Monday 29 January 2018

Proposed Research Project: Estimating the societal economic burden of ME in Ireland

Proposed Research Project: Estimating the societal economic burden of myalgic
encephalomyelitis (ME) in Ireland

Institution: Health Economics and Policy Analysis Centre (HEPAC), NUI Galway

Principal Investigator (PI): Dr. John Cullinan

Myalgic encephalomyelitis (ME), also sometimes known as chronic fatigue
syndrome (CFS), is a disabling and complex neurological disorder. People with ME are often
unable to perform their usual activities and at times sufferers may be confined to bed for long
periods of time. ME patients often have overwhelming fatigue that is not improved by rest,
and ME may get worse after any activity, both physical and mental, a symptom known as
post-exertional malaise (PEM). Other symptoms include sleep problems, as well as problems
with thinking and concentrating, pain, and dizziness. The impacts of ME have substantial
economic implications, including high levels of health care utilisation, regular usage of overthe-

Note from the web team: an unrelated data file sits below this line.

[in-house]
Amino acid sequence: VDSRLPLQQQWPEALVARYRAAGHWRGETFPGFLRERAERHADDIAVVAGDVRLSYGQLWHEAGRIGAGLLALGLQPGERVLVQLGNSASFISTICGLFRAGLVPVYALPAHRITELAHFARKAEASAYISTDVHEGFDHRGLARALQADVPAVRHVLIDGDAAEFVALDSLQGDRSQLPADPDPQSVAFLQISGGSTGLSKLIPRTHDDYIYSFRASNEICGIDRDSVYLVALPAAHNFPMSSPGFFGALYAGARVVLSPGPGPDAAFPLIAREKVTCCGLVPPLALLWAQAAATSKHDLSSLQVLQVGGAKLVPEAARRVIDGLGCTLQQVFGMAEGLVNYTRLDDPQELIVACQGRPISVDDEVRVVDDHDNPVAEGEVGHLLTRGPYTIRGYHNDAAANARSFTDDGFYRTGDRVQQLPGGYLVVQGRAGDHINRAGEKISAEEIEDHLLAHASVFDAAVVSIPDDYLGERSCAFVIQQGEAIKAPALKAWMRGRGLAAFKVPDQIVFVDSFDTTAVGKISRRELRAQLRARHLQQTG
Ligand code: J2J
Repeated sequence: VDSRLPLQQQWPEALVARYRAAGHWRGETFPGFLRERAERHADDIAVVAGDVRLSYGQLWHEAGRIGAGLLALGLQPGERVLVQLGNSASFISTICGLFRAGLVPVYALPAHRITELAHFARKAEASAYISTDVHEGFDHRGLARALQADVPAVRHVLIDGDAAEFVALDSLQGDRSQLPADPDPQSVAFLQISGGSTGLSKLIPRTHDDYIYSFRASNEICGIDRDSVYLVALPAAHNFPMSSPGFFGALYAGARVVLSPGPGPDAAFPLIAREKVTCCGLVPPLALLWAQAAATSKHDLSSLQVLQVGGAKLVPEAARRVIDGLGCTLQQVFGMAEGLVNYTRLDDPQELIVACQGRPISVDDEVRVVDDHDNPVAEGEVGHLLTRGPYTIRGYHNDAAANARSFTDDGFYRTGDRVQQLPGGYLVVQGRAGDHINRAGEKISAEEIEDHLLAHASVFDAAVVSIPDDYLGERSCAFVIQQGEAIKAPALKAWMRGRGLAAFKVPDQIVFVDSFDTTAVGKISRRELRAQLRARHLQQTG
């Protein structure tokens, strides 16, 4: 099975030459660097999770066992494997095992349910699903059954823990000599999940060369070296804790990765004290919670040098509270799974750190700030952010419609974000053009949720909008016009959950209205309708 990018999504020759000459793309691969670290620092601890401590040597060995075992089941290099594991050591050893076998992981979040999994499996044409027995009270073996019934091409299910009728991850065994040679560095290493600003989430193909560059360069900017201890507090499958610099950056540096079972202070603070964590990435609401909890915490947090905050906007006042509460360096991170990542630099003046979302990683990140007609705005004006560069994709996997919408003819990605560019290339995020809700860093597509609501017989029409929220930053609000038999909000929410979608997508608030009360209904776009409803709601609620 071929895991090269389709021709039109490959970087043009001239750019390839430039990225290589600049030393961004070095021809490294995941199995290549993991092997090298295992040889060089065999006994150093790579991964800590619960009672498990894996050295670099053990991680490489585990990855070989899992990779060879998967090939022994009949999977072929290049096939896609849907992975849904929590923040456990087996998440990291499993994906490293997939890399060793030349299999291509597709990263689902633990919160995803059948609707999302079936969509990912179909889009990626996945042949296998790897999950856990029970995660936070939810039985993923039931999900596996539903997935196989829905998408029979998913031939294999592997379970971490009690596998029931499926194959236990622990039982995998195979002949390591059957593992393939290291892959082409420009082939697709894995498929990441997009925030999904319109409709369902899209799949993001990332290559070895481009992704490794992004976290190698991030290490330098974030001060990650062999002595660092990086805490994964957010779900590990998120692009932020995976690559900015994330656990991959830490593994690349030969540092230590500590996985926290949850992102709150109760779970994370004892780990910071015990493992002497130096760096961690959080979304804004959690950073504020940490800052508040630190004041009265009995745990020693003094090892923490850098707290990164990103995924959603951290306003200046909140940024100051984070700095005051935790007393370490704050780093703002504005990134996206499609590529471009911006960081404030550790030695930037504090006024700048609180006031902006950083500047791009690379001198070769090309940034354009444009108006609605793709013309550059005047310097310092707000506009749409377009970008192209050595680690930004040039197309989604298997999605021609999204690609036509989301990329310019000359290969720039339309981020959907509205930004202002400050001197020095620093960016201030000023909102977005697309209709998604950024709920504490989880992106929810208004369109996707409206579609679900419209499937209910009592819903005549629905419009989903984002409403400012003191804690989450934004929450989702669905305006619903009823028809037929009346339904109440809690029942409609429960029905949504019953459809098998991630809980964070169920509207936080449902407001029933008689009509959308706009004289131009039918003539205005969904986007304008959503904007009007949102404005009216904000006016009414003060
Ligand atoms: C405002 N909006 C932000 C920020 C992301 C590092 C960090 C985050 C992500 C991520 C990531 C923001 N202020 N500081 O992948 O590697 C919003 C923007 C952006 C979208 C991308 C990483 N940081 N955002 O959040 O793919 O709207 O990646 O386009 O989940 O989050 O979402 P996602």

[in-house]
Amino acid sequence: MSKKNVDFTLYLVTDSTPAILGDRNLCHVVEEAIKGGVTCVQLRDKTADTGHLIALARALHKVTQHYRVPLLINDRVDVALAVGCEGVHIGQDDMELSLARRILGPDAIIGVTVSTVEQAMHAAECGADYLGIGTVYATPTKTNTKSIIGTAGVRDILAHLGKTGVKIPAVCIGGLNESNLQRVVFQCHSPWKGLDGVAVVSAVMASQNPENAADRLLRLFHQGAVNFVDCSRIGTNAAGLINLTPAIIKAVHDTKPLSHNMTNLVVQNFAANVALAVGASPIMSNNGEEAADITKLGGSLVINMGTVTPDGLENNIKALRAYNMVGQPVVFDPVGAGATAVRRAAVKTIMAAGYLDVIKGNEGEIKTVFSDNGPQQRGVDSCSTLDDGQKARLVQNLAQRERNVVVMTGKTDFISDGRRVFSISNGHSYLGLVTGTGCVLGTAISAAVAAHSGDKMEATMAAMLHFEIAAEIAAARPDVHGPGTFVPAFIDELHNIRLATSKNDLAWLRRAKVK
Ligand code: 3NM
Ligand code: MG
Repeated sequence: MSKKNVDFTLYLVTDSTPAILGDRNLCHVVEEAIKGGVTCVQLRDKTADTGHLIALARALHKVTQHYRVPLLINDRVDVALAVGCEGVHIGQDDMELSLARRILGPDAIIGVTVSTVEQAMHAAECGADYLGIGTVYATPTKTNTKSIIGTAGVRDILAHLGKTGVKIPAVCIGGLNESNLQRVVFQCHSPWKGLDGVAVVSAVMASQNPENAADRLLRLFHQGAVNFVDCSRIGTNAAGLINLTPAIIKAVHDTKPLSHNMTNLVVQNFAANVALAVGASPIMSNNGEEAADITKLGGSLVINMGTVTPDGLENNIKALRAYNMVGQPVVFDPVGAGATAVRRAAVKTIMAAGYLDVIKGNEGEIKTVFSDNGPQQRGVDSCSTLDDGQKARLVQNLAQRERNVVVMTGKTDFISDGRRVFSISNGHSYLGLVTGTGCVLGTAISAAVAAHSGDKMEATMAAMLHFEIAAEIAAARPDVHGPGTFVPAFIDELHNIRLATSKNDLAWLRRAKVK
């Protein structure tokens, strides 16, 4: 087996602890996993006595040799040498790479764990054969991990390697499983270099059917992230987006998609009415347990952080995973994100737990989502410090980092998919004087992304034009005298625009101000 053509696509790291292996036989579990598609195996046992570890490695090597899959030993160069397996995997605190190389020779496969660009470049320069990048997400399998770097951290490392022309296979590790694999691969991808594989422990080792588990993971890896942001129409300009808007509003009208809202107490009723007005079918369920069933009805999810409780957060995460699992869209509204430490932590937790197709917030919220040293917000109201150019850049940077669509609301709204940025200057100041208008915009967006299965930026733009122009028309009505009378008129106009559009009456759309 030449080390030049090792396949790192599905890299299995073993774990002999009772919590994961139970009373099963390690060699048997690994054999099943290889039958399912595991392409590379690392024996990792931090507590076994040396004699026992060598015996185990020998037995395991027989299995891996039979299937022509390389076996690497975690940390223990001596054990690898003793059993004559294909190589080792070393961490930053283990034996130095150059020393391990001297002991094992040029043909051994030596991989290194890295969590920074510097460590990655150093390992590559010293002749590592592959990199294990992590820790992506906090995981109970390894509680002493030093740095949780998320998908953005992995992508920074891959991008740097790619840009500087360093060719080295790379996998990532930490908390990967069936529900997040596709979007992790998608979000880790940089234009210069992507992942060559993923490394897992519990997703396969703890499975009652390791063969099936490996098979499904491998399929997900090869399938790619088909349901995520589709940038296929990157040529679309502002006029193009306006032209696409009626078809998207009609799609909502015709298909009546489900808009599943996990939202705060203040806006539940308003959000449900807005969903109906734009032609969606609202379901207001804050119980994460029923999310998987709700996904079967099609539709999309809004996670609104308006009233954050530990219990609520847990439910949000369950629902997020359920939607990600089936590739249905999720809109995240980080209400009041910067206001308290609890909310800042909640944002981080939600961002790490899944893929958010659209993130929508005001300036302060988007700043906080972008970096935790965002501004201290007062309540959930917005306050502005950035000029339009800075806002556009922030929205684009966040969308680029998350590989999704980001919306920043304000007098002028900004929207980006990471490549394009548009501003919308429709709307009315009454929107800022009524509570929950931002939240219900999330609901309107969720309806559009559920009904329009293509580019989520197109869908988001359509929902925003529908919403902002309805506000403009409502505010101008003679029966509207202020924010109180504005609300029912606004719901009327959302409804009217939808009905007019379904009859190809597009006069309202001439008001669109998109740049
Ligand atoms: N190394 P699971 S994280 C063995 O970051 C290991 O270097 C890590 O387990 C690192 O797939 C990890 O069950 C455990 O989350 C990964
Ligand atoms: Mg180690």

counter medications, significant periods of temporary or permanent unemployment, as
well as the need for care assistance from family and friends. The prevalence of ME in Ireland
is estimated at 10-12,000 individuals but the associated healthcare costs and societal
economic burden of ME are unknown. This evidence would highlight the extent to which ME
impacts on the patient, healthcare provider, economy and society.

Study Objective: 
To estimate the economic impact to the healthcare provider, patients and
society of ME.

Research Questions: 
There are four main research questions that will be addressed in this
1. What are the economic costs of ME to the healthcare provider in Ireland?
2. What is the financial impact of an ME diagnosis to the patient and does this increase
over time?
3. What are the wider societal costs associated with ME i.e. productivity losses and
informal care costs?
4. What factors contribute to variation in societal cost across patients and what high-risk
sub-groups can be identified?

Project Budget: 
€10,000 (to cover survey-related and travel costs and a three month research

About the PI
John Cullinan is a Senior Lecturer in Economics at NUI Galway and a
founding member of the Health Economics and Policy Analysis Centre. He has published
over 40 peer-reviewed journal articles and co-edited The Economics of Disability: Insights
from Irish Research, published by Manchester University Press. He is contactable on

email or 091-493996

No comments:

Post a Comment